OIL SINKS, GAS LIFTS
March 11, 2020 § 3 Comments
Saudi Arabia and Russia are playing a game of chicken with the price of oil. After collaborating for a while in the cartel that came to be known as OPEC Plus, Russia did not agree to production curbs, even with the Saudis carrying most of the water. The Saudis dropped their price to gain market share. Today (March 11, 2020), the US benchmark West Texas Intermediate plummeted to USD 32 from about USD 60 at the start of the year. This is a light oil. Heavy crude, as from Canada, carries a discount in the vicinity of 25%. Many operations, especially those heavily leveraged with debt, will be unsustainable.
Two factors are in play here. The COVID-19 inspired reduction in industrial output and dampener on travel already put downward pressure on oil. The Russia-Saudi spat merely poured fuel on the fire. Russian breakeven price is USD 40, and the Saudi one is USD 80 (due to social costs; the production cost is in low single digits). So, logic dictates this situation to not be long lived. Even if one of them blinks, the other factor will still depress oil usage.
The associated recession is different from that in 2008. Low demand was the big issue then. This time the demand, spurred by low unemployment, is present and the supply is the issue, driven in large measure by China producing less goods during the COVID-19 crisis.
An interesting aspect of the situation is that one could expect natural gas prices to rise. They have been depressed due to oversupply. Excessive natural gas production has been an unintended consequence of shale oil production. This oil, being very light (mixture of relatively small molecules) has a proportion of even smaller molecules associated with it. These molecules are methane, ethane, propane and butane, in the main. Collectively, these are known as wet natural gas. The hot (perhaps not for long) Permian basin produces 2.2 billion cubic feet per day (bcfd) of this stuff with each 1.0 million barrels per day (bpd) of oil. Until recently, the US was adding 1 million bpd of oil annually. That additional “associated” gas was softening the gas market. Expectation of continued shale oil increase heralded continued softness. All that may change now.
The print edition of the New York Times (March 10, 2020, B1) has a story on the oil standoff and the impact on US shale oil. Curiously, an associated image is that of Shell’s partially constructed ethane cracker in Beaver County, PA (the product will be ethylene and associated plastics). By implication (there is no explanation in the text) this will be compromised. On the contrary, it is likely to command more guaranteed feedstock. Ethane is a biproduct of “wet” shale gas, which is plentiful in that portion of western PA. Shale gas development will likely get a lift from the firming of prices, and wet gas is more profitable. That means more ethane supply for the cracker. And possibly at lower prices; natural gas liquids prices are usually pegged to oil price.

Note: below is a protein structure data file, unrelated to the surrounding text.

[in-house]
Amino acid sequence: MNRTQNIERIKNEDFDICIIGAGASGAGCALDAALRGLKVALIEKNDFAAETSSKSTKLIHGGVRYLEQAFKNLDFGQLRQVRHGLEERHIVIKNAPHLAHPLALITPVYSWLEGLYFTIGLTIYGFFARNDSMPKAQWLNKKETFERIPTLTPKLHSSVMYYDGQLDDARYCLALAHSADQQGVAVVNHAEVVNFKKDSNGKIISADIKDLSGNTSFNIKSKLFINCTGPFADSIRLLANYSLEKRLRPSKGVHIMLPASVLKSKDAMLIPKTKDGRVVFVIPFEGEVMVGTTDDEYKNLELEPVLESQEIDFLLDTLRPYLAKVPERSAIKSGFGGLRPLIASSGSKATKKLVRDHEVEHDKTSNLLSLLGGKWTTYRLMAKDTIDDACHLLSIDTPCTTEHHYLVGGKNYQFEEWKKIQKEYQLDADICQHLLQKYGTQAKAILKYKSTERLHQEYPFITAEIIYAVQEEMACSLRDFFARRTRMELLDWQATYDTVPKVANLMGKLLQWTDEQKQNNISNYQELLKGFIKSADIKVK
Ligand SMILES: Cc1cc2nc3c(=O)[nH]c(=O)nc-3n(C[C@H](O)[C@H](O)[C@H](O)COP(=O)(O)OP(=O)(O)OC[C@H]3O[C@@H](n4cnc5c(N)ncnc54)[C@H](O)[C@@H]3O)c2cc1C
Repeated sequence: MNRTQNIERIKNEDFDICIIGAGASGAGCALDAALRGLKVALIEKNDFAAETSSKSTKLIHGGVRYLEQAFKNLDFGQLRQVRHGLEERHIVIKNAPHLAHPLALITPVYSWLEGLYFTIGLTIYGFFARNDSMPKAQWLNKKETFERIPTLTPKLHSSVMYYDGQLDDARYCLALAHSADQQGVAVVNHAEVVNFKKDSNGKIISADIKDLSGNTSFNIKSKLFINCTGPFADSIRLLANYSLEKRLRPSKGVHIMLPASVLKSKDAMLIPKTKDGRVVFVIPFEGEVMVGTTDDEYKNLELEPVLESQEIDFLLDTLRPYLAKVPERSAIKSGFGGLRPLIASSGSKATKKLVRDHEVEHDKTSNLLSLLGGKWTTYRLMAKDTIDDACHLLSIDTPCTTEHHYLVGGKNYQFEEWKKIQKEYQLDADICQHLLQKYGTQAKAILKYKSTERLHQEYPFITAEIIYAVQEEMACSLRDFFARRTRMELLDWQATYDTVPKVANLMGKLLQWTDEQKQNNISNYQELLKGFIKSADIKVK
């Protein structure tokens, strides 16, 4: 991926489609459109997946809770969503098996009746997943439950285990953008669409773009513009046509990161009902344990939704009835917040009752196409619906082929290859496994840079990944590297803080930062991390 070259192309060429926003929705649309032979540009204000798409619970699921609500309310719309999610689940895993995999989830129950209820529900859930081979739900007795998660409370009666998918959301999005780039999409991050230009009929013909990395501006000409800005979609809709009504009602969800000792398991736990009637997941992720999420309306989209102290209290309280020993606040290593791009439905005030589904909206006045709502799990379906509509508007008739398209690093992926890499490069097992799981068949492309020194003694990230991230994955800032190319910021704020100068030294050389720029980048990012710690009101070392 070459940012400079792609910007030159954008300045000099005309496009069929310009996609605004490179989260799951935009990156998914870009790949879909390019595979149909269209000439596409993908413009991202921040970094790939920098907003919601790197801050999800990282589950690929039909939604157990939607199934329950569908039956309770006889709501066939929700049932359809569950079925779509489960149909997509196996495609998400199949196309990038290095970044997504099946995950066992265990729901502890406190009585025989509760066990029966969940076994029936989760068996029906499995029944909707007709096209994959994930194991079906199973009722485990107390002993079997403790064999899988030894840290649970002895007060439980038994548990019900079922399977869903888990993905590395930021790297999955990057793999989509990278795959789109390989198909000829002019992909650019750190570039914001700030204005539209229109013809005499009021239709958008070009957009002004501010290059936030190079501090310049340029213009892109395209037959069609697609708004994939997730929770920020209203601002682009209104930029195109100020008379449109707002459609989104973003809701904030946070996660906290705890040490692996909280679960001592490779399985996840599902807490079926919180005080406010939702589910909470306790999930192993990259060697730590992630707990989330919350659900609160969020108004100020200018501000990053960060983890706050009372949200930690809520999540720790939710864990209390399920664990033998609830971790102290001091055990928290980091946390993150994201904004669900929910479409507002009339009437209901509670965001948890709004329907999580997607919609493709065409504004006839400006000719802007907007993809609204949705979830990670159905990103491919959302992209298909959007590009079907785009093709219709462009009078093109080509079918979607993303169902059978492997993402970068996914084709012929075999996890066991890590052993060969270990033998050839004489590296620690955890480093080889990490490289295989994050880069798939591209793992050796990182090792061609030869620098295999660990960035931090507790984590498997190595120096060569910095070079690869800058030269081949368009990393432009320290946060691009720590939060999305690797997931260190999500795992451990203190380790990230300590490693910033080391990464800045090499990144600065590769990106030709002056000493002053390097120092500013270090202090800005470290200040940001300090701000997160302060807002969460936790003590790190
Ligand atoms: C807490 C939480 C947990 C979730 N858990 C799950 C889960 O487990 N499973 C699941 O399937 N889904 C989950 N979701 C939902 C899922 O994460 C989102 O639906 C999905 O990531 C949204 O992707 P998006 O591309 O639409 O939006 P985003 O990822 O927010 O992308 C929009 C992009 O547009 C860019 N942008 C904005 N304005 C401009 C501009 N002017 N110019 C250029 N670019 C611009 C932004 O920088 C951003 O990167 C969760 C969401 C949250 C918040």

In an odd twist, the Saudis announced a major entrée into shale gas production. With 200 trillion cubic feet in reserves, they plan to produce 2.2 bcfd of shale gas by 2036. This appears to be very wet, with 10 gallons NGL per mcf gas, which places it on the higher end of the richness scale of US deposits. The liquids will be used to make chemicals, while the dry gas is destined to be burned for power. That is the principal driver: to replace about 800,000 bpd of oil currently used to generate electricity. That oil will now be available for export, adding to the glut (when it happens). Shale oil has been a thorn in the side of the Saudi led OPEC. Now, the Saudis plan to use the underlying technology to make more of their oil available for export. US service companies will be doing the work. Ironies abound.
March 11, 2020
PS The blog is back!!